How to Get Early Writing Experience

(Reed’s Playlist for the occasion: You’re Not Salinger, Get Over It by the Wonder Years; Sing It Again Rookie Biatch by Daggermouth; Summer Jam by Set Your Goals)

I was thinking this morning about how I kind of got into the game late.

If it wasn’t for my inexplicable good luck and a little bit of capitalization, I might have had no writing experience at this point besides my own side projects. I’m writing this in the hopes that some of you start looking now (I promise you’ll be better off than me).

Here are a few tips for how to get early writing experiences:

  1. Utilize clubs at your school/university. If you’re attending high school or college right now, there are bound to be writing-related clubs. Journalism, creative writing, poetry slams, writing contests… taking a shot at any of those things can provide you with some really good early insights into how to get better. (Side note: if you don’t have any of these clubs at your school, start them. It looks incredible on a  résumé and it can allow you to steer things in your direction, maximizing the learning you can achieve.)
  2. Find writing projects through work. You know, it’s the strangest thing, but it turns out businesses always need good writers for random odds and ends. I work for the library at UCLA, and I’m always finding opportunities to write a bit of copy for a tour pamphlet, a press release for a new service, or a conference paper about a program I’ve been involved in. I had no knowledge of any of these projects before I put my ear to the ground and started emailing people every week (“Hi, Dawn, this is just my weekly email. I’m sure you hate seeing my name in your inbox by this point, but do you think you have any comms projects to throw my way?”). So get out there and ask around! (Although if you work at Burger King you might just be out of luck.)
  3. Interwebs. What if you don’t have a job or if you’re not going to school? Well, for one thing, it explains why you have nothing better to do than read my blog, but for another, it gives you ample time to explore writing on the internet. Reddit (among a plethora of other sites) has writing prompts pretty much daily that you can practice with. Do them online and get feedback; if you’re timid, take them into your personal writing-cave and share them with no one. Whatever your preference, it’s a great way to practice.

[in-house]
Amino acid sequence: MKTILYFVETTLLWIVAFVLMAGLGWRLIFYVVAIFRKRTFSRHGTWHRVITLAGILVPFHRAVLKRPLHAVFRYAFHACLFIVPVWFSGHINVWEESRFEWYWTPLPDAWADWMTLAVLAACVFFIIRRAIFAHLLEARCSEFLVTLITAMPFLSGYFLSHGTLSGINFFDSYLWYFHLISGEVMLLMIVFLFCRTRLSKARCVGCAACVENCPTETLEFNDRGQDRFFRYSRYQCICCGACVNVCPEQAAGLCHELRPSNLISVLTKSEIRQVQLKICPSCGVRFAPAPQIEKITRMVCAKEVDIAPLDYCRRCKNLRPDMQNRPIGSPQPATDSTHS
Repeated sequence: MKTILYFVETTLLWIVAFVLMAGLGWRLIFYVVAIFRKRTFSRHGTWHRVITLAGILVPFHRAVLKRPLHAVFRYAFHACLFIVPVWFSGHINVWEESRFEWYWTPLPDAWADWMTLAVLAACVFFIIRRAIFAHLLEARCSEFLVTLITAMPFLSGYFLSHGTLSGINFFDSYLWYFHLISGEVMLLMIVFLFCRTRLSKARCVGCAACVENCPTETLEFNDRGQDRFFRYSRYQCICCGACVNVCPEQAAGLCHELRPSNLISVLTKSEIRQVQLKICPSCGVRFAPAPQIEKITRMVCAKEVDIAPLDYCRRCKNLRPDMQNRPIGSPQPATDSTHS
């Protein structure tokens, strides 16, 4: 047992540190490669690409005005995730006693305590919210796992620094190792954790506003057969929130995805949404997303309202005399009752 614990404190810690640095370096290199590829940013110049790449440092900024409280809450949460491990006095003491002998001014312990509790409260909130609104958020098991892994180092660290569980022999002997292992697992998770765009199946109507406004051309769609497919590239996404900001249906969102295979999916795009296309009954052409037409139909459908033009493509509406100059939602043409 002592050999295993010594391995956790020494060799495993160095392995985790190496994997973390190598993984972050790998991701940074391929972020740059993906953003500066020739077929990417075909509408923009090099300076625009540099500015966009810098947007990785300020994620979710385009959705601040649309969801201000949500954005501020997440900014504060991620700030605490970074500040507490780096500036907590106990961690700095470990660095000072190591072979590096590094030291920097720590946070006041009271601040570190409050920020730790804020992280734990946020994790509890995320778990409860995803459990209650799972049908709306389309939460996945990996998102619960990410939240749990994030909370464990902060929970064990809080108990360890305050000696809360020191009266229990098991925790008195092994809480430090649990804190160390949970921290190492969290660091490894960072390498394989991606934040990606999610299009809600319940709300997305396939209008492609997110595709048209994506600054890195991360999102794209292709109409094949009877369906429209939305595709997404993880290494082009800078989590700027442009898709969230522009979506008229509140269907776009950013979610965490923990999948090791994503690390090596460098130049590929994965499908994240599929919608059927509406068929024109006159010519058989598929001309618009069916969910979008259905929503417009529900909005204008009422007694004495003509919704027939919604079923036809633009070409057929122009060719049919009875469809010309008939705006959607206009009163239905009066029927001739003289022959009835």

4. Form a writing group. God in heaven, please form a writing group. I’ve been in my share (they’ve mostly fallen apart with time), but from those groups I’ve been able to cling to a small but dedicated pool of beta readers and fellow writers who are willing to be as harsh or as kind as I need, given the circumstances. They are doubtless some of the best resources you will ever have. (And if you can’t find one, you know you can always email me. I’m told I’m a gentle but effective critic, like toilet paper.)
  5. Emulate the best. I wrote a post earlier about books I’d like to emulate; this is a great way to get started when you don’t even know where or how to begin. Pick up your favorite author and copy a passage you love. Try to figure out what makes it so good. If you can do that, you’re halfway to writing that well yourself. (S/o to Dylan for this tip.)

What’d I miss? How did you get started in writing? Let me know in the comments!

Yours forever,

-R.R. Buck


9 thoughts on “How to Get Early Writing Experience

      1. I grew as a writer. The very first story I ever wrote was a Ninja Turtle story where each “chapter” was a notebook page, often being just a paragraph, and each “book” was the length of a one-subject notebook. There was sloppy dialogue, no plot, no description, grammar didn’t exist, and so much more. I definitely learned a lot through my mistakes back then as I got older and learned more about writing. With each story I improved and eventually I started coming up with new ideas and instead of thinking that would be great for the Ninja Turtles, I thought, “Why would happen if I created my own characters? How would they react?”


      2. Hmm, so that’s one potential drawback. I think, though, that at the earliest stages you can kind of tell what’s good and what’s bad, so you don’t necessarily need feedback from others at that point.

        Liked by 1 person

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